1. Long exposure with Variable ND filter
2. Long exposure in a church
3. Push Ilford FP4
MUST check that the film rewind spool turns with every film advance. I shot a wasted roll as it was not engaged properly. Novice mistake!
Nice and simple that was it. You will see that I keep my target shots to a short list. The first five are my real targets but I add one or two more as a bonus shot. On this trip I managed to get all five of my target shots plus the sixth bonus one.
I was able to try the first two tests but did not have a chance to push FP4 as the days were very bright. I was shooting at 125th of a second with 125 ISO film!
Without a book of notes to go back to I would have forgotten many of these things. I have seen photographers running around with a Moleskin notebook and a Montblanc pen (both of which I love) but this is not needed. A simple spiral notebook and a Bic will work out just fine.
I have seen people track every photo they take, noting the f-stop, ISO and lens type used. Frankly I find this too exhausting. I prefer to use my notebook to ensure I get the shots that I want, jot down the lessons I learned and some ideas for the next trip or photoshoot. A three day photography trip may only see two or three small pages of notes mixed in with a few drops of wine or coffee.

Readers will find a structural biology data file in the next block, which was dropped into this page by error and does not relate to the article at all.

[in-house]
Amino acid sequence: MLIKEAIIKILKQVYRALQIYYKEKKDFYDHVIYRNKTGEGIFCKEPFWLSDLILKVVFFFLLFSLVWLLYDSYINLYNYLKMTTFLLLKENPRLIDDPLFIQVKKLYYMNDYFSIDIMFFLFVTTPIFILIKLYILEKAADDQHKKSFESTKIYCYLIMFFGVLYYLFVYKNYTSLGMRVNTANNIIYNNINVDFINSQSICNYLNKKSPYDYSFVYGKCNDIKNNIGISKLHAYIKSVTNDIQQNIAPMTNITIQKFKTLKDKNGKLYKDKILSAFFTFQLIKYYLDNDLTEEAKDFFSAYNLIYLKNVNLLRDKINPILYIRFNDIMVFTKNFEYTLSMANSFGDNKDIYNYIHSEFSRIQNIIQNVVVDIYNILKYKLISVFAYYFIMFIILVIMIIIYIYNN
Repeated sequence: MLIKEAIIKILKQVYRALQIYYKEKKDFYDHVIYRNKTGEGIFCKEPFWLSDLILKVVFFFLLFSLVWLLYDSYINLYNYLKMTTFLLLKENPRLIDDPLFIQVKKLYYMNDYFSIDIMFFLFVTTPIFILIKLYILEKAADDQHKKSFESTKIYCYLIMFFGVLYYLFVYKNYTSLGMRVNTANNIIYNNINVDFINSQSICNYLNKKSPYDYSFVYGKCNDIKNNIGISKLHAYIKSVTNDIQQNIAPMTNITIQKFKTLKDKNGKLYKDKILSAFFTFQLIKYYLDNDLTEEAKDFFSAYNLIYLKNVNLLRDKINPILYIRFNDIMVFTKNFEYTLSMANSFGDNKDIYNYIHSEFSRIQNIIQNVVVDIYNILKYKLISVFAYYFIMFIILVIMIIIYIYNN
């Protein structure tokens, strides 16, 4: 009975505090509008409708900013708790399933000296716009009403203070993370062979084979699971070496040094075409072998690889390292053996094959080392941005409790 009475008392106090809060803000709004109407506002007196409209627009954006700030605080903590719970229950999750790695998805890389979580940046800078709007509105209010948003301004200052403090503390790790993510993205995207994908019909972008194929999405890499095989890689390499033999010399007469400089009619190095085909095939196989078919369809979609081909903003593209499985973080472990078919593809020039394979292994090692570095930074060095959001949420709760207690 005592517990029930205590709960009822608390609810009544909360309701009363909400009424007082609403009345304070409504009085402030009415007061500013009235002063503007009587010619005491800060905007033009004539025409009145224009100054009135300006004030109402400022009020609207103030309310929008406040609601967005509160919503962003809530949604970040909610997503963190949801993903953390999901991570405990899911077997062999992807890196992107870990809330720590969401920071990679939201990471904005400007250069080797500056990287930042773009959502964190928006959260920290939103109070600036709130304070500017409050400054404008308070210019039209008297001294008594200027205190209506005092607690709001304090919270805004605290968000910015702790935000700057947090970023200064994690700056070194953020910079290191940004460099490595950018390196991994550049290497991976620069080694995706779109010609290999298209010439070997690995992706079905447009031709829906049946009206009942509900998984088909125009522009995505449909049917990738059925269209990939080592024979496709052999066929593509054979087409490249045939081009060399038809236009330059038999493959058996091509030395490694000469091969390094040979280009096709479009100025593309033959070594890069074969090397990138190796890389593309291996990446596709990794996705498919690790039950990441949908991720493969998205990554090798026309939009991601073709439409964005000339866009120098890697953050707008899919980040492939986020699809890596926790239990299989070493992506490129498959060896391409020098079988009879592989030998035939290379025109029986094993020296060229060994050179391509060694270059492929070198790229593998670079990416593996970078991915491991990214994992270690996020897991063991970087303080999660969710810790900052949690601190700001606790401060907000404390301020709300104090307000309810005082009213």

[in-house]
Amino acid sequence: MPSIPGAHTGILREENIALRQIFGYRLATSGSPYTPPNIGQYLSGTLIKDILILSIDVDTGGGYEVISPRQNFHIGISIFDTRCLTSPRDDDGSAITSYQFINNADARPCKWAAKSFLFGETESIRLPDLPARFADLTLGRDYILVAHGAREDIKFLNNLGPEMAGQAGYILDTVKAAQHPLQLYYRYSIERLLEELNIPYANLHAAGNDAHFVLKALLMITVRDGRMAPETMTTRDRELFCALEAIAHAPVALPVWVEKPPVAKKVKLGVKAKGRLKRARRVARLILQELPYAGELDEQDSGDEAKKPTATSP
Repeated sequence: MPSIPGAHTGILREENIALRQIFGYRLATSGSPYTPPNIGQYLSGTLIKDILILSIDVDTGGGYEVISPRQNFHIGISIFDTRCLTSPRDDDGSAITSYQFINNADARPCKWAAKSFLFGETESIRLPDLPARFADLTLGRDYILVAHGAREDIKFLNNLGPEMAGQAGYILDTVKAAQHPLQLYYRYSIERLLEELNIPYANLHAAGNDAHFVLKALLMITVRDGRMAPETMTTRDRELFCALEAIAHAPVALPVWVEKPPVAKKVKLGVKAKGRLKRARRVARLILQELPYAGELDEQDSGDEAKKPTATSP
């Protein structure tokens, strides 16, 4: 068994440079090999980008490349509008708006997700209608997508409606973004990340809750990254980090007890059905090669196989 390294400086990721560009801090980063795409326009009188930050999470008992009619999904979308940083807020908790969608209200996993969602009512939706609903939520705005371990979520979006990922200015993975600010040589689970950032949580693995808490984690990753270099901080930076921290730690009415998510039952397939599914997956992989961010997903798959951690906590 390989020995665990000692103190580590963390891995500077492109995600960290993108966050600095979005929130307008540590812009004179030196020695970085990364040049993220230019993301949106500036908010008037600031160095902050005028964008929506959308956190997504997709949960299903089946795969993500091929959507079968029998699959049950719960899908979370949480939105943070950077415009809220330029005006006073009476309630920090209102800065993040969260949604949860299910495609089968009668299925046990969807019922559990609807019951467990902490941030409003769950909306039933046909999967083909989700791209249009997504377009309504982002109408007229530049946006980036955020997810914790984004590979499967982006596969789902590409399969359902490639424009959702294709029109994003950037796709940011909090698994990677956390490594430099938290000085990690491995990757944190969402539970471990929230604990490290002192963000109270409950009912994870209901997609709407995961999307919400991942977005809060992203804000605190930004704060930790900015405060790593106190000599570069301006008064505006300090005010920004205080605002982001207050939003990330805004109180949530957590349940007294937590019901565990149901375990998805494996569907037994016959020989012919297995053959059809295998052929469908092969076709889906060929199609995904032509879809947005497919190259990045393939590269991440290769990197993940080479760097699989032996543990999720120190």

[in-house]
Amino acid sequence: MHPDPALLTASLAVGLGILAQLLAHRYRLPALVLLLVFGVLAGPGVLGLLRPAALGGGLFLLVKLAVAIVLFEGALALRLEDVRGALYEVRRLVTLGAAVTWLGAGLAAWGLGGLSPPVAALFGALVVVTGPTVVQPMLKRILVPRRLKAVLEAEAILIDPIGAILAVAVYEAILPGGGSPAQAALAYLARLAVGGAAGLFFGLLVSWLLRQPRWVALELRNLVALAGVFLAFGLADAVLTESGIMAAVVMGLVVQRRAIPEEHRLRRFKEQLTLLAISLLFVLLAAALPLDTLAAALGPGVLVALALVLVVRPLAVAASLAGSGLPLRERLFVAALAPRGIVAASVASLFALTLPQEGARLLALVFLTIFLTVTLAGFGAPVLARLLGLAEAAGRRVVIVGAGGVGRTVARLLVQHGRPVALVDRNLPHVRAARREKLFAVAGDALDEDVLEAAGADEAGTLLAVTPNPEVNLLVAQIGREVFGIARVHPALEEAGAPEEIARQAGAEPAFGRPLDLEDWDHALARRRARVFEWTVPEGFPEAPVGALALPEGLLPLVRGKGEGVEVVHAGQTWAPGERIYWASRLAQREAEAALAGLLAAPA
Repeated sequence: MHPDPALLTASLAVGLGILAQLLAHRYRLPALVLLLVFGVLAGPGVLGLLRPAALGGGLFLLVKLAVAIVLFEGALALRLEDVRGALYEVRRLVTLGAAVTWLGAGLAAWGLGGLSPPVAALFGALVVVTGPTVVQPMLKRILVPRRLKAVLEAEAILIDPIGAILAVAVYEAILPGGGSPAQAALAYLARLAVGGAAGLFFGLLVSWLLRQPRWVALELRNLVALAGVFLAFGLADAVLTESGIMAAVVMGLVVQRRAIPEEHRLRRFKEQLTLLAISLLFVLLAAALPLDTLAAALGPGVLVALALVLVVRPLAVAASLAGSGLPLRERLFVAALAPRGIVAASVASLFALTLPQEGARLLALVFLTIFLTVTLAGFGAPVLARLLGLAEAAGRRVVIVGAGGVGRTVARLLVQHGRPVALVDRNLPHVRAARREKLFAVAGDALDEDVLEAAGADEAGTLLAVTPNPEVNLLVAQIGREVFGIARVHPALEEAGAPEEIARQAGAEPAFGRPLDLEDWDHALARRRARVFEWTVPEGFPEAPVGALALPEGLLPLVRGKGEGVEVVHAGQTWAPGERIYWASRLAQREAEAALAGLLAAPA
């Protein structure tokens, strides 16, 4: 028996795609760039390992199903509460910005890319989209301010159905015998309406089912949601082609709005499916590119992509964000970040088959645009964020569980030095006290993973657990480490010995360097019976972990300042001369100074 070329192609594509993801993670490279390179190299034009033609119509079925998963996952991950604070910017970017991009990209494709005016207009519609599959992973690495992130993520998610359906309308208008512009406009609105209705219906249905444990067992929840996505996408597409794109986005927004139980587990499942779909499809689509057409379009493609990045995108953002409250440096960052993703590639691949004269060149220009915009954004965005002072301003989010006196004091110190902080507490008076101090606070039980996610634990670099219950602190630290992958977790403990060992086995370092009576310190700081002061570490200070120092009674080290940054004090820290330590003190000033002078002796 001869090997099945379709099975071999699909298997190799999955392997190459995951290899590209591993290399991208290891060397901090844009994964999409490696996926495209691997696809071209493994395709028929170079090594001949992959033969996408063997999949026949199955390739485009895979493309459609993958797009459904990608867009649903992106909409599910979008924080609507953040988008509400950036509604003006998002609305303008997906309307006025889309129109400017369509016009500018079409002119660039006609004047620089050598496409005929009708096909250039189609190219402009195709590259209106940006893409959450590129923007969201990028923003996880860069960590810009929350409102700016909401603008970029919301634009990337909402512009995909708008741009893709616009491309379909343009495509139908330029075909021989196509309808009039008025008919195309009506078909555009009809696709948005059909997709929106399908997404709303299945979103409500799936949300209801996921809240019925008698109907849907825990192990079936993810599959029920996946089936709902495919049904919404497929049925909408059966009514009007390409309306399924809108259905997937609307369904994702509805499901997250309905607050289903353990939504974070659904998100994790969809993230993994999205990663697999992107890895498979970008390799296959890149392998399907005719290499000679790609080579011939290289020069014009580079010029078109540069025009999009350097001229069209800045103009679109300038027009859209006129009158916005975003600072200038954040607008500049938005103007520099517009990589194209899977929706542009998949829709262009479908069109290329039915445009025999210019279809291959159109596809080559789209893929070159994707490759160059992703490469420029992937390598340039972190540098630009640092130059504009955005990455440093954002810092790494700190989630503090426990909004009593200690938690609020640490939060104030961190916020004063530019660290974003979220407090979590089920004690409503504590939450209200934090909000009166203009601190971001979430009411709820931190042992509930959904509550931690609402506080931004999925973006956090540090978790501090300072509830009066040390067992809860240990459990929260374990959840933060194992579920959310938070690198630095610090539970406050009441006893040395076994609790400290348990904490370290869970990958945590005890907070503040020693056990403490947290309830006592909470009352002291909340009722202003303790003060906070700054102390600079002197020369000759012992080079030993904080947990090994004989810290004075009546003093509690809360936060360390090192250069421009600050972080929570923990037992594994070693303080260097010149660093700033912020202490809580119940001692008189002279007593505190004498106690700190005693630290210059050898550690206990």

This title and concept comes from an article written by Philip Lee Harvey and was discussing an interaction between him and another photographer. I forget the details however I do recall that when they finally reached the destination they were going to shoot Philip pulled out his camera while his companion told him "tea first, then photography.
I love that story and Mr Harvey told it well. The concept is a great one which is that as in all great activities you must take your time. Contemplation about what you are trying to do, and how you plan to do it can only bring about more enjoyment and a greater chance of success.
I spent the day in the darkroom making some contact prints and some 8x10 enlargements of some shots from vacation. I like the darkroom, it is a quiet, cool place to focus on the photos that were taken. I remember each shot, what I was thinking, how I was feeling and what I wanted to get out of the shot.
This is why it is important for me to think about what I am doing. So days, weeks, months or even years later I can look at an image and know what I wanted to do. So in a digital world, where cameras can capture an image, post process in the camera and upload directly to Facebook, take the time to have a cup of tea first, then photography.
Patrick...confirmed film & digital photography addict.